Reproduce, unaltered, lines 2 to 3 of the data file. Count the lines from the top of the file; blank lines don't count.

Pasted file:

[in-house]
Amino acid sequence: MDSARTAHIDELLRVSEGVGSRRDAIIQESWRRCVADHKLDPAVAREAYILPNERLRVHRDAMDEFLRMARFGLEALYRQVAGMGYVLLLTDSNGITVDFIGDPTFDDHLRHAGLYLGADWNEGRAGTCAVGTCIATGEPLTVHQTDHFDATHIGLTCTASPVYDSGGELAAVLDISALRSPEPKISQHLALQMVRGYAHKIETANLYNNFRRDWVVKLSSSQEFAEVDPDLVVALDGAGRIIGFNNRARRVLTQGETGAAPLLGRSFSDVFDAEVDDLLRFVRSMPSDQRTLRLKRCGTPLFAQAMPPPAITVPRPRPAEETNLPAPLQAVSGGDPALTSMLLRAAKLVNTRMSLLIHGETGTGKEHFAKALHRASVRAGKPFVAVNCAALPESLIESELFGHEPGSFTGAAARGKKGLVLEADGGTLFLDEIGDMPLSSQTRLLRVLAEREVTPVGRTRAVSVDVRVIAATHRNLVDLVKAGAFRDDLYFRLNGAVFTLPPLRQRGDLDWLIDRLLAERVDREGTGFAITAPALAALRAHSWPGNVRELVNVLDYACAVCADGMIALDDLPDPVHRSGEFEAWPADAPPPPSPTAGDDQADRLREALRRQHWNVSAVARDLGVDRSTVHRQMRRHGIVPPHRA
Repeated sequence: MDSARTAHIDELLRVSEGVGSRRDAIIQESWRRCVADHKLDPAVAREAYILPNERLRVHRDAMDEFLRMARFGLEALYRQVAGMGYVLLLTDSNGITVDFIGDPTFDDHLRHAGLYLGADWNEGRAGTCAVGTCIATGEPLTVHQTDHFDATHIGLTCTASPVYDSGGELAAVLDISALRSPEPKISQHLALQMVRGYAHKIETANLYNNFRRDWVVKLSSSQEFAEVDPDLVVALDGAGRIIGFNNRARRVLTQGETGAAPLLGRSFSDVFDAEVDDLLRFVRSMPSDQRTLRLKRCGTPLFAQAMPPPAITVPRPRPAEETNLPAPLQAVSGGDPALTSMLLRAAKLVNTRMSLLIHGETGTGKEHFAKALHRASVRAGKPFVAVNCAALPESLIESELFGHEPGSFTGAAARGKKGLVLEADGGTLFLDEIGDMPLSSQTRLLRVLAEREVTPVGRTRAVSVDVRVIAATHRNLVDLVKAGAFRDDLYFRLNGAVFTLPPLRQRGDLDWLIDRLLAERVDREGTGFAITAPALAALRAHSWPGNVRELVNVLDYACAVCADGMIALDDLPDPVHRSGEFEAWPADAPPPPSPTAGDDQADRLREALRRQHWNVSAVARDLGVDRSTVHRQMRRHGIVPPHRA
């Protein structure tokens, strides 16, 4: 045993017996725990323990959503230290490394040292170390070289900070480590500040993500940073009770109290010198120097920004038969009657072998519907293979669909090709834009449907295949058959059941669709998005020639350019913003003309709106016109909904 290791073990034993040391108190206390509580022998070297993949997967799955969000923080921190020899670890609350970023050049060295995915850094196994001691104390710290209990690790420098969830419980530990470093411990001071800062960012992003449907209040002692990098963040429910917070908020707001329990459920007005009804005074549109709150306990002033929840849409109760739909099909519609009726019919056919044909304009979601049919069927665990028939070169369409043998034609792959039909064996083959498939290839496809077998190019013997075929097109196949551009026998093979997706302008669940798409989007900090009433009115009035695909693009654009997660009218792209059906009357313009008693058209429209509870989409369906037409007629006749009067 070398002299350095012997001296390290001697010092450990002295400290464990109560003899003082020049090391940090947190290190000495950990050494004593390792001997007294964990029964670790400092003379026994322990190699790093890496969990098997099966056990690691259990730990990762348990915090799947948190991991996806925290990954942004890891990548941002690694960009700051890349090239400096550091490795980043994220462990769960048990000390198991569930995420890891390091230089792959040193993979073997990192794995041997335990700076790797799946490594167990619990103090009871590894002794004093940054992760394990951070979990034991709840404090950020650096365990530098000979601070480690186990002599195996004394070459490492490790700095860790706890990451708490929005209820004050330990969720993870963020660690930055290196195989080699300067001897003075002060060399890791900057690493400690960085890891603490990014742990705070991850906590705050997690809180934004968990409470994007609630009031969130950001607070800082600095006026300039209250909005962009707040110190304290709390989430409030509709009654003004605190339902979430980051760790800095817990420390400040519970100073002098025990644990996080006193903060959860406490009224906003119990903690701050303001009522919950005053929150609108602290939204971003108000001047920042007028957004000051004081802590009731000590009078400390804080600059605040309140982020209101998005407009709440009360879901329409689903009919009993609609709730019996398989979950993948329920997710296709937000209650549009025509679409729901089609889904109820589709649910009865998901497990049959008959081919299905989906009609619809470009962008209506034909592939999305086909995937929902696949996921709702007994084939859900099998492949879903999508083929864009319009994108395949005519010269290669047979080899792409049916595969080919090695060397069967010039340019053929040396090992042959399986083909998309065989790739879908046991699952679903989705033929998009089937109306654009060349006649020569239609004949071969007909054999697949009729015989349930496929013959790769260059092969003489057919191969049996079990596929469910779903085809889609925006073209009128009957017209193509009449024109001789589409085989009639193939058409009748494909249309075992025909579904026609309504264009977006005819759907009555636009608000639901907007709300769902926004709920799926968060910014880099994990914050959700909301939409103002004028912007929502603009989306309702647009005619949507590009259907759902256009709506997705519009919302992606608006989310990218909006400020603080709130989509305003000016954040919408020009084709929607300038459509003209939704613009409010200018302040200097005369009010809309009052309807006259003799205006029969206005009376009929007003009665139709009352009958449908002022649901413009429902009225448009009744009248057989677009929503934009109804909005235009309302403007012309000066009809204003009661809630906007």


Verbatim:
Amino acid sequence: MDSARTAHIDELLRVSEGVGSRRDAIIQESWRRCVADHKLDPAVAREAYILPNERLRVHRDAMDEFLRMARFGLEALYRQVAGMGYVLLLTDSNGITVDFIGDPTFDDHLRHAGLYLGADWNEGRAGTCAVGTCIATGEPLTVHQTDHFDATHIGLTCTASPVYDSGGELAAVLDISALRSPEPKISQHLALQMVRGYAHKIETANLYNNFRRDWVVKLSSSQEFAEVDPDLVVALDGAGRIIGFNNRARRVLTQGETGAAPLLGRSFSDVFDAEVDDLLRFVRSMPSDQRTLRLKRCGTPLFAQAMPPPAITVPRPRPAEETNLPAPLQAVSGGDPALTSMLLRAAKLVNTRMSLLIHGETGTGKEHFAKALHRASVRAGKPFVAVNCAALPESLIESELFGHEPGSFTGAAARGKKGLVLEADGGTLFLDEIGDMPLSSQTRLLRVLAEREVTPVGRTRAVSVDVRVIAATHRNLVDLVKAGAFRDDLYFRLNGAVFTLPPLRQRGDLDWLIDRLLAERVDREGTGFAITAPALAALRAHSWPGNVRELVNVLDYACAVCADGMIALDDLPDPVHRSGEFEAWPADAPPPPSPTAGDDQADRLREALRRQHWNVSAVARDLGVDRSTVHRQMRRHGIVPPHRA
Repeated sequence: MDSARTAHIDELLRVSEGVGSRRDAIIQESWRRCVADHKLDPAVAREAYILPNERLRVHRDAMDEFLRMARFGLEALYRQVAGMGYVLLLTDSNGITVDFIGDPTFDDHLRHAGLYLGADWNEGRAGTCAVGTCIATGEPLTVHQTDHFDATHIGLTCTASPVYDSGGELAAVLDISALRSPEPKISQHLALQMVRGYAHKIETANLYNNFRRDWVVKLSSSQEFAEVDPDLVVALDGAGRIIGFNNRARRVLTQGETGAAPLLGRSFSDVFDAEVDDLLRFVRSMPSDQRTLRLKRCGTPLFAQAMPPPAITVPRPRPAEETNLPAPLQAVSGGDPALTSMLLRAAKLVNTRMSLLIHGETGTGKEHFAKALHRASVRAGKPFVAVNCAALPESLIESELFGHEPGSFTGAAARGKKGLVLEADGGTLFLDEIGDMPLSSQTRLLRVLAEREVTPVGRTRAVSVDVRVIAATHRNLVDLVKAGAFRDDLYFRLNGAVFTLPPLRQRGDLDWLIDRLLAERVDREGTGFAITAPALAALRAHSWPGNVRELVNVLDYACAVCADGMIALDDLPDPVHRSGEFEAWPADAPPPPSPTAGDDQADRLREALRRQHWNVSAVARDLGVDRSTVHRQMRRHGIVPPHRA